The salmon migration may be one of the biggest attractions in the Credit River during fall, but what about all the other fish? Brook trout and brown trout spawn in fall too, but in smaller and quieter sections of the Credit River and its tributaries. Compared to migratory species, these resident fish spawn close to home.
Here are our top eight facts to highlight brook and brown trout:
1. Brook trout aren’t really trout at all. They’re actually char and more closely related to Arctic char than to rainbow trout.
2. The World Record brook trout was nearly three feet, weighed 14 pounds and nine years old.
3. Brook trout will only spawn on groundwater upwellings, where deep, cold water rises toward the surface. Other trout and salmon are less selective when they dig their nests, called redds, in gravel.
4. The colouration of male brook and brown trout intensifies during the spawning season to help them attract a mate.
5. Both brook and brown trout can spawn multiple times over the course of their lives, unlike Pacific salmon who only spawn once. A large female brook trout can produce about 5,000 eggs each spawning season.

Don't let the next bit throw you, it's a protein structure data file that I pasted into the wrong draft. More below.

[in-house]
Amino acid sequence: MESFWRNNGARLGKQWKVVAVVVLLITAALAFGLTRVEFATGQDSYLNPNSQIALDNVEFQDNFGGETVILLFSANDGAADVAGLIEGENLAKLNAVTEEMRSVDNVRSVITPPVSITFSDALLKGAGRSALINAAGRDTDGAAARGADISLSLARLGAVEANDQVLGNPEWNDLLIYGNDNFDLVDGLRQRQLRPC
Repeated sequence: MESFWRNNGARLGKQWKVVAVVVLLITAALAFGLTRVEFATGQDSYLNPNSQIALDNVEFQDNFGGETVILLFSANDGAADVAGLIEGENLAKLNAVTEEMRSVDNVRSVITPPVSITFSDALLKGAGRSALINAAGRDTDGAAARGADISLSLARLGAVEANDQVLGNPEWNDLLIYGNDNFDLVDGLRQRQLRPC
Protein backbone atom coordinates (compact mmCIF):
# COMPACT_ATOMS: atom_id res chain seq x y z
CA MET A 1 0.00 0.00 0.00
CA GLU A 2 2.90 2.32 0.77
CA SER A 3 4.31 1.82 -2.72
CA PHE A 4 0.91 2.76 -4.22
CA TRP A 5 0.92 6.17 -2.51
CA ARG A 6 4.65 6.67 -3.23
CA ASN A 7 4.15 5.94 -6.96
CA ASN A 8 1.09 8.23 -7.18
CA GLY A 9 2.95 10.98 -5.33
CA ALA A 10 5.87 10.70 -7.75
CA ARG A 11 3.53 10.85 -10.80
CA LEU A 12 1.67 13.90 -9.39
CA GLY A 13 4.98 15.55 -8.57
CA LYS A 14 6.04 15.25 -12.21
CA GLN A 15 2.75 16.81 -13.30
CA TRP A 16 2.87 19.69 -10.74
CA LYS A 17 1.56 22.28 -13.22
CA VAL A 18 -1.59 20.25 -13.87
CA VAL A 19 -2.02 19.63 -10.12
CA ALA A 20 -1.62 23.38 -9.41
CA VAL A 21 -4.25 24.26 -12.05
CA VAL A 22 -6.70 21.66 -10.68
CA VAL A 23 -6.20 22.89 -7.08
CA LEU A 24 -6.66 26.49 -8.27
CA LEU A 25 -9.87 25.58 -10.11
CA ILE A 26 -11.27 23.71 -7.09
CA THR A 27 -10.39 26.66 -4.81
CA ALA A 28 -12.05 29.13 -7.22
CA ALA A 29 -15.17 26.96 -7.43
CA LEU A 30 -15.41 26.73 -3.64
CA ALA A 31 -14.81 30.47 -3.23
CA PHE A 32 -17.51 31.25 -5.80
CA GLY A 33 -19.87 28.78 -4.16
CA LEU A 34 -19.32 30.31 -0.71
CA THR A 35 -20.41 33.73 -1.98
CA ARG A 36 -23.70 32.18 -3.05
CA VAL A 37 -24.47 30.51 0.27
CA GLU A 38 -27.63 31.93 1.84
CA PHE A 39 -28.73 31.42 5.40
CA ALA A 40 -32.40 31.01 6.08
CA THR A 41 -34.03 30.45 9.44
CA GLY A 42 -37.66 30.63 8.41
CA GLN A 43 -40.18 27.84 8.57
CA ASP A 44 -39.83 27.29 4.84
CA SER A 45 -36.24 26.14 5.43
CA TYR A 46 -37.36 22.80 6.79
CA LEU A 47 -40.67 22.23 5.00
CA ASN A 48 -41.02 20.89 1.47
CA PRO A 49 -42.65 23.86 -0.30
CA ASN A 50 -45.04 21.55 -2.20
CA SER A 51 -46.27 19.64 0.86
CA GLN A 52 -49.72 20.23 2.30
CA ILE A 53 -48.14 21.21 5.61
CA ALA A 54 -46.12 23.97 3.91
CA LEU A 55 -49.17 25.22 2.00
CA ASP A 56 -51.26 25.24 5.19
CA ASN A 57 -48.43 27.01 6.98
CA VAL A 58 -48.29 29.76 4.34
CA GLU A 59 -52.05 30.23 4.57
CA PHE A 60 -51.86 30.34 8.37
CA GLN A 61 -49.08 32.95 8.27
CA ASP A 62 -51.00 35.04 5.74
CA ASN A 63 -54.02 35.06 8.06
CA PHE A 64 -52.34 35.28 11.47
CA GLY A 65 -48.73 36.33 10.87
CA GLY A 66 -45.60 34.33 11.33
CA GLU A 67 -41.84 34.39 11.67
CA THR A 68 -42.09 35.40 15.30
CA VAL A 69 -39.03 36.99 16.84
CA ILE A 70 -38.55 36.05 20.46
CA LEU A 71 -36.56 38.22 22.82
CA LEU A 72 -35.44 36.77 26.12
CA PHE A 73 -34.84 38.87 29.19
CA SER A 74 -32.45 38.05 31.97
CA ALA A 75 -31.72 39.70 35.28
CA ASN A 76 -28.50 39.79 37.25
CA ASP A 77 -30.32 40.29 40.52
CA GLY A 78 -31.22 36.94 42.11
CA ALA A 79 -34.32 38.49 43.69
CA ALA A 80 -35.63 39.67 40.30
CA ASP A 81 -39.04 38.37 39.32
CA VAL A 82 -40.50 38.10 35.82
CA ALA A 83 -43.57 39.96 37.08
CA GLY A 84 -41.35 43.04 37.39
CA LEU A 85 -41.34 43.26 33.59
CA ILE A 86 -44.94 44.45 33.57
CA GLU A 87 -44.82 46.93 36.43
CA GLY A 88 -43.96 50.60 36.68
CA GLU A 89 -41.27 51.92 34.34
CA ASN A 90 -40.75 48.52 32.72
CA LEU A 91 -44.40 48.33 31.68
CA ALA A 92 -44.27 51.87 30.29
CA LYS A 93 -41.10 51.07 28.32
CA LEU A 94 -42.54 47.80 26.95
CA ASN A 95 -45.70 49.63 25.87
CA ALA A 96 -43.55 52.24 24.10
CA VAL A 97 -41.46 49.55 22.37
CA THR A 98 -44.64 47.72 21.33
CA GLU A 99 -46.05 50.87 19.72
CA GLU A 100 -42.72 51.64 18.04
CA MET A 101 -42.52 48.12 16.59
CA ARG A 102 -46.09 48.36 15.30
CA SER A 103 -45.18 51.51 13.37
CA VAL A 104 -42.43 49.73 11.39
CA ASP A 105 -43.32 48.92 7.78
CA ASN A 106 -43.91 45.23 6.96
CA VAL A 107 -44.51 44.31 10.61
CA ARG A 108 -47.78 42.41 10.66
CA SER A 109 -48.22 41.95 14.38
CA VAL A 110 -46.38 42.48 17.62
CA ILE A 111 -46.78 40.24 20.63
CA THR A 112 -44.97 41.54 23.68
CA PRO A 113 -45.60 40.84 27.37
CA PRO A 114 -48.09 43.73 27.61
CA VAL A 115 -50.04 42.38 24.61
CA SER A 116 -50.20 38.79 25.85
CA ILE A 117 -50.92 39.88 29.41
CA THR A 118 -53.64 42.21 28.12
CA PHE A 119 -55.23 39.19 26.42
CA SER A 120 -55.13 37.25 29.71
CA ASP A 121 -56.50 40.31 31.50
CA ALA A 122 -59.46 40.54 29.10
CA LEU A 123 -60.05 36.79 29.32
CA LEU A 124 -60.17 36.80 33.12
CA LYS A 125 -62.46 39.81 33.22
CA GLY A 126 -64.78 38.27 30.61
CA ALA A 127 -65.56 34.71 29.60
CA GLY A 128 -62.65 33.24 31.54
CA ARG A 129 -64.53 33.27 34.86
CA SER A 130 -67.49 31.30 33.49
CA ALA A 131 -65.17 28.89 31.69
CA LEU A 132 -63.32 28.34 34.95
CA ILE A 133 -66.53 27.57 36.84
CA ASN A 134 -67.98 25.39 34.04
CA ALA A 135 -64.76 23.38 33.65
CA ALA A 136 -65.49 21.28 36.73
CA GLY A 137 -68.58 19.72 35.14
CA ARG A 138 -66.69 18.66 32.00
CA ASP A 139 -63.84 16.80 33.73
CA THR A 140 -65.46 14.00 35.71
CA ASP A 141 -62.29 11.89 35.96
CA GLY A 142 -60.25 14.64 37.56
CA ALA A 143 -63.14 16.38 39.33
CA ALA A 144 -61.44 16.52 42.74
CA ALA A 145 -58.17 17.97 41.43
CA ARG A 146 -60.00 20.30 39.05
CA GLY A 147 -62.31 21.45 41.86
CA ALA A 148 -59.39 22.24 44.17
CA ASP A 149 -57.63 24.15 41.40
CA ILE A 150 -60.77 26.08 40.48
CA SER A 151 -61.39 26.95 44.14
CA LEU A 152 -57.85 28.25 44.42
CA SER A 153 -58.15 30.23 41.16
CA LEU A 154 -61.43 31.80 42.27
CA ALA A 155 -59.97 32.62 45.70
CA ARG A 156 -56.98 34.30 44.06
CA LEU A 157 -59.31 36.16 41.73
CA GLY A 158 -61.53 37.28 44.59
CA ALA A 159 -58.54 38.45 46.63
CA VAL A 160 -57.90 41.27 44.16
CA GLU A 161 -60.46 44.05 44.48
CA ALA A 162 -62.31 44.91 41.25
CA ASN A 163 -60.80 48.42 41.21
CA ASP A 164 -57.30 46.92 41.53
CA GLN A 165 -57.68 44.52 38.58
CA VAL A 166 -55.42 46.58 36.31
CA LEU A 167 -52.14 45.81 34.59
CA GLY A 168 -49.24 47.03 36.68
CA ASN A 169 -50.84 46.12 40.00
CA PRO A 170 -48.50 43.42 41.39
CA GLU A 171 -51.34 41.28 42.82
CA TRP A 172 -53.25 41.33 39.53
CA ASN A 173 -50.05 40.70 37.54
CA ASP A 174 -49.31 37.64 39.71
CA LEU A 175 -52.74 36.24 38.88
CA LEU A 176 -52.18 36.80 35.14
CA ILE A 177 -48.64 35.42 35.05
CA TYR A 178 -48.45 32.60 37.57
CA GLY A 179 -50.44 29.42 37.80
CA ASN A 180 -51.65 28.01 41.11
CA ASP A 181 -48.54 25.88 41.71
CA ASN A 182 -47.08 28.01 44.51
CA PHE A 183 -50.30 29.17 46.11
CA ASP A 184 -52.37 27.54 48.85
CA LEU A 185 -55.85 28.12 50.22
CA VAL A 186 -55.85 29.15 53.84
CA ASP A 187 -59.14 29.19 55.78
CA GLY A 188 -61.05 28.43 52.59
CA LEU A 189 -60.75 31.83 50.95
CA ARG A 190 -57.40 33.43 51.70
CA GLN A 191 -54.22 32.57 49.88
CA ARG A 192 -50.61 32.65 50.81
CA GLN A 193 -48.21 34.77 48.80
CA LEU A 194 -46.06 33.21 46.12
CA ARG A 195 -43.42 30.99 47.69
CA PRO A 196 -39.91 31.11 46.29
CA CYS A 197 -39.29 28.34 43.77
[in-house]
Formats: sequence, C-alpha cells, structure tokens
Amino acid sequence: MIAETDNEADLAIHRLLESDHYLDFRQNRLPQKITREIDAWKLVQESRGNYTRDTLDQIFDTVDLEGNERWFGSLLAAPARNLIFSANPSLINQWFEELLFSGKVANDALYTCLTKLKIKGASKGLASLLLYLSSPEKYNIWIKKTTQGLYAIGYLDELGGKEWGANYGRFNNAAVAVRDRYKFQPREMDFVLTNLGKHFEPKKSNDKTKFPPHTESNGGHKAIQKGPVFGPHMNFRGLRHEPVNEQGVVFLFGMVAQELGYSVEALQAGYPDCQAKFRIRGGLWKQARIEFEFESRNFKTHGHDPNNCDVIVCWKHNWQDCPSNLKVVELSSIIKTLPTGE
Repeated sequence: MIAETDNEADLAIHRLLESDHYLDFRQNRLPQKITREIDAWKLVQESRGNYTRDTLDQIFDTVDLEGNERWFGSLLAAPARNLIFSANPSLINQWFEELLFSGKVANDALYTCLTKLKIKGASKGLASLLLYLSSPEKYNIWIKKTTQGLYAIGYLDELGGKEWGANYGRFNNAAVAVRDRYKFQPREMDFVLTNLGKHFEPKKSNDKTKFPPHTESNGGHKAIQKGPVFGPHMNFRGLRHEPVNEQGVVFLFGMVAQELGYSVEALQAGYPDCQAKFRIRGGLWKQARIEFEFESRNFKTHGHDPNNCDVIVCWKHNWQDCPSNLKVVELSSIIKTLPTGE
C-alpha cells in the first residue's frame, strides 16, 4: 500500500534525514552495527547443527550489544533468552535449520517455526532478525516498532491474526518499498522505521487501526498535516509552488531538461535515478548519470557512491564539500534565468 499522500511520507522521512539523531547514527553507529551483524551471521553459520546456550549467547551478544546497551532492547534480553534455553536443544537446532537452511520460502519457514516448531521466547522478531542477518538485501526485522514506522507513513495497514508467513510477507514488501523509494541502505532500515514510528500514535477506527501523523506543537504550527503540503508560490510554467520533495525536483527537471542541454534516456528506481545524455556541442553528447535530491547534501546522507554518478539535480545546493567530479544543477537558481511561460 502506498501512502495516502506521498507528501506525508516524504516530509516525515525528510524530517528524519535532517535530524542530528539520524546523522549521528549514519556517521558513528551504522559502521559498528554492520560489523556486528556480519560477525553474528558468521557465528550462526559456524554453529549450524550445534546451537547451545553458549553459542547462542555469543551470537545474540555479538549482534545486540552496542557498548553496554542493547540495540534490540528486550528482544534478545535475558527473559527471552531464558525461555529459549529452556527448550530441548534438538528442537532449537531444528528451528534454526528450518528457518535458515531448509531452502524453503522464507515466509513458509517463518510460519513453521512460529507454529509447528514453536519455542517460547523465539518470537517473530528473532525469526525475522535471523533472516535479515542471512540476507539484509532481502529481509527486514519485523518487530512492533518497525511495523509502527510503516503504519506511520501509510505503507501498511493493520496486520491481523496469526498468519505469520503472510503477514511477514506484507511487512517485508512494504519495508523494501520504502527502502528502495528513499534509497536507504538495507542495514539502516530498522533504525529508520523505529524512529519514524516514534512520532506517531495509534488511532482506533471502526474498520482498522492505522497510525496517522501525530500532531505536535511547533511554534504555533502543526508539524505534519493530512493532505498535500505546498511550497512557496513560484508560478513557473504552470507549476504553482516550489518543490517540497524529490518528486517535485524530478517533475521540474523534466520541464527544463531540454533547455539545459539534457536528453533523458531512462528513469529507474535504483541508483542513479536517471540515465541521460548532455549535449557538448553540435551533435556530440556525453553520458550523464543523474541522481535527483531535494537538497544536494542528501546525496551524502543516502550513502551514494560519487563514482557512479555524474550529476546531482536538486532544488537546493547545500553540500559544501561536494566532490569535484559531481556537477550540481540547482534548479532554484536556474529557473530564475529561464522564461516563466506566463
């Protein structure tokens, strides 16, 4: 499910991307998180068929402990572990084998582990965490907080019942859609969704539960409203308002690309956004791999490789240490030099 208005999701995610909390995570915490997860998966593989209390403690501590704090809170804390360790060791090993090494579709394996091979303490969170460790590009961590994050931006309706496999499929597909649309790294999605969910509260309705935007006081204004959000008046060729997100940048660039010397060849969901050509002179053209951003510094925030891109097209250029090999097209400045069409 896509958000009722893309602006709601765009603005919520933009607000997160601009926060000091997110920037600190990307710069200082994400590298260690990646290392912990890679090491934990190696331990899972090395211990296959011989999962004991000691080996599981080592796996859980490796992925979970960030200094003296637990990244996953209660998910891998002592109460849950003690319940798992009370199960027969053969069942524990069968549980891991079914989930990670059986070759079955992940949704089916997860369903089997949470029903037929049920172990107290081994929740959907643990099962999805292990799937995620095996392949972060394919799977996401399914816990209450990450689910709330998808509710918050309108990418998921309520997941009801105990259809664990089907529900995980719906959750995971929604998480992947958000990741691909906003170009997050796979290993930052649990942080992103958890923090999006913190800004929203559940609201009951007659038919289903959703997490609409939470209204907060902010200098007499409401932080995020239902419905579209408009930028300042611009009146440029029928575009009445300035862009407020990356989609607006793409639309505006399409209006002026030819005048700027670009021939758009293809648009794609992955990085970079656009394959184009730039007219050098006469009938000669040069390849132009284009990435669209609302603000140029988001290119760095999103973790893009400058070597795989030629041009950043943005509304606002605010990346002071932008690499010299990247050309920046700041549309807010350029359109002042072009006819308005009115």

6. Despite being considered resident fish, brown trout do some travelling. They often swim tens of kilometers, often only to return to their starting location.
7. Brook and brown trout are sensitive species because they require cold and clean water to survive and thrive. They’re also considered “indicator species” because their presence serves as a measure of the health of the Credit River. Brown trout are non-native but have been naturalized.
8. Trout and salmon are just one of over 20 families of fish in the watershed.
More than 70 fish species call the Credit River Watershed home. Our Integrated Watershed Monitoring Program (IWMP) monitors resident fish communities. We usually collect, study and release forty or more species and thousands of individual fish each year.
Learn more about brook and brown trout and other species found in the watershed.
Learn more about our Integrated Watershed Monitoring Program.
By Kurtis Plourde-Rideout, Technician, Watershed Monitoring